Grief in the Second Degree
I wasn’t thinking about him.
I was thinking about soul-deep conversations with friends, an invitation to Thanksgiving dinner, the inexplicable sneezing with which I woke Wednesday, the need to buy mushrooms. I even sprinkled sage on the stuffing — his stuffing, without melancholy.
Then Wednesday night I dreamed.
He was very much like when we met: round-faced with dark-coppery hair that curled at the edges when he went too long between visits to the barber shop.
He told me he was glad for the life choices we’d made and that he was happy I was in Germany. We were standing in our old house in the Bavarian countryside. It was bare and bright — like the day we moved in.
I woke up nauseous from what had become a full-blown viral attack and crying from that fading feeling of emptiness. I wish the house hadn’t been so echoey. I had so badly wanted to keep it filled for him.
I suppose the house with its gleaming granite and naked windows could be symbolic for either an ending or a beginning.
It can be painful to reach the cliffhanger before the sequel has been written.
A few months before my real-life hero/antagonist died, I had constructed a complete outline (with notes) of my novel. I thought I knew how the narrative would end. But now, six months after his death, I still don’t exactly know what’s going to happen. I only know that I am sitting here, crying into the leftover stuffing, missing the hero part of the man with whom I spent the majority of my adulthood.
It is an unexpected plot twist.
I never thought I would miss him during a minor holiday.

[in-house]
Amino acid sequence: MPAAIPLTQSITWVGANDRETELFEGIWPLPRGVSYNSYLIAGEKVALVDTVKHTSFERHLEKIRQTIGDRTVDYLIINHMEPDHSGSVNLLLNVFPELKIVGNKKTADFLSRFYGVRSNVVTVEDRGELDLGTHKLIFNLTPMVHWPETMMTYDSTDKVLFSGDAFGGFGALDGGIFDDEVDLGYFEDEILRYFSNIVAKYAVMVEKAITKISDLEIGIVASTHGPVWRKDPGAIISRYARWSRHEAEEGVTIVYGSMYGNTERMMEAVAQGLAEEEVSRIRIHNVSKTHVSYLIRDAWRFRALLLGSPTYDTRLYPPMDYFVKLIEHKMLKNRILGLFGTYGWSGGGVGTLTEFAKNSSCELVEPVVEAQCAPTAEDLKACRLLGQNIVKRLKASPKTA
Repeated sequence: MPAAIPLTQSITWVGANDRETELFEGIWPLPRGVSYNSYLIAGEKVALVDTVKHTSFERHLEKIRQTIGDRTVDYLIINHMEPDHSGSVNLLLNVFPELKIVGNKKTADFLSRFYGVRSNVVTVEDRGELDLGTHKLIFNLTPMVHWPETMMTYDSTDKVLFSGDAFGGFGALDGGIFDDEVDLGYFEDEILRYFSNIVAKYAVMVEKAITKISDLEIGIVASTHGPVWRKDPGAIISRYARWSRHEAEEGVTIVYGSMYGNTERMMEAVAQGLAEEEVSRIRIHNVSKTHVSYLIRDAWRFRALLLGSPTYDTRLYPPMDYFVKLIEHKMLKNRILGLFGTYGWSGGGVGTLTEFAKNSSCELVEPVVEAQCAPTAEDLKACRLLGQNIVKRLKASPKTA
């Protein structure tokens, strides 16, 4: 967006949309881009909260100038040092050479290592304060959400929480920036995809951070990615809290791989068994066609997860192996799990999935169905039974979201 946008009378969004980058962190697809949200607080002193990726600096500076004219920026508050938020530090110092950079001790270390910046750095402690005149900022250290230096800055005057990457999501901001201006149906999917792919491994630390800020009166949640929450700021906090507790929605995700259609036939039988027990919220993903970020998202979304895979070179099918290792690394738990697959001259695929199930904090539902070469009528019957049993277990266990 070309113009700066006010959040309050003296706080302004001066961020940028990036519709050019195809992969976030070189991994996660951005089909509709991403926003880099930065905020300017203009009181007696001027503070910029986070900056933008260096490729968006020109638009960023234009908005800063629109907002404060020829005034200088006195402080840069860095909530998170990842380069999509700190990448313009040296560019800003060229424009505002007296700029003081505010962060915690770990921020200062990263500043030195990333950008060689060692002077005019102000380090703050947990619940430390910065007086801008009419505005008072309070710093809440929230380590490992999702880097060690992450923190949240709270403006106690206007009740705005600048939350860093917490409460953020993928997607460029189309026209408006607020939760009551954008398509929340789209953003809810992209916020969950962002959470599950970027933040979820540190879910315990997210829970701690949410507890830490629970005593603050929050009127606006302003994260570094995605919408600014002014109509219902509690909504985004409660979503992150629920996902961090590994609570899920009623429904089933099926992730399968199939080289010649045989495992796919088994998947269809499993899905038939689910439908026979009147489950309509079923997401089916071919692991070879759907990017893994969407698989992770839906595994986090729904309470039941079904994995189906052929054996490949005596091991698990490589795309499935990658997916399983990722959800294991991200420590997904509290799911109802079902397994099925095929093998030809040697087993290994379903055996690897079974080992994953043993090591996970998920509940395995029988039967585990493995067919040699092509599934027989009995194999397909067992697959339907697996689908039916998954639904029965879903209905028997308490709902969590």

Birthdays, Christmas, Valentines, Wedding Anniversary…I’ve braced myself for the sentimentality on the horizon of this first year, like a child in a summer storm, counting seconds between the lightening and thunder.
One, Mississippi; two, Mississippi; three, Mississippi…
But Thanksgiving? The least romantic of holidays?
I didn’t see it coming in time to shut the window.
You would think having two years of separation before his death would make this process easier, but it doesn’t. This idealized ghost of Christmas past will stand next to me as I bake the ham and pour Bailey’s into my coffee the morning of December 25th.
My therapist says I am grieving not only his sudden death in May but also the loss a few years ago of the real him — the man I married, my best friend. Those fragments were shoved un-inventoried into a capsule, the relics of a time now painfully brought into the sunlight.
I’m a sucker for Cinderella stories. Of underdogs winning. Of happy endings. This is certainly not the story I would’ve written. It’s too tainted by ugly things.
This is life.
We find ourselves in situations that expose both our darkest and brightest sides. We meet characters so complex, and stumble into situations so perfectly-timed, or ill-timed, to write them would make them seem unbelievable.
Deus ex machina doesn’t happen in real life, for god’s sake!
Or does it?
All of the marital problems, the chaos of the mind, the suffocating overprotectiveness were exhaled one final time, as he lay alone in his apartment, in the first bed we bought together — the last place he would ever rest his head.
What Christmas ornaments or candle sticks or carrot cake will draw this pain back to the surface? How is it that sausage and breadcrumbs make me cry? How is it that love is revived through death?
For those struggling with loss during the holidays, I don’t know if it gets easier with time, like people say. All I can suggest is that you add tears to the turkey. Sniffle over the ambrosia. Raise a glass towards the empty chair.
Take the ghost by the hand and allow yourself to wander in this impulsive, indifferent, irrevocable netherworld called loss.
This is grief in the second degree.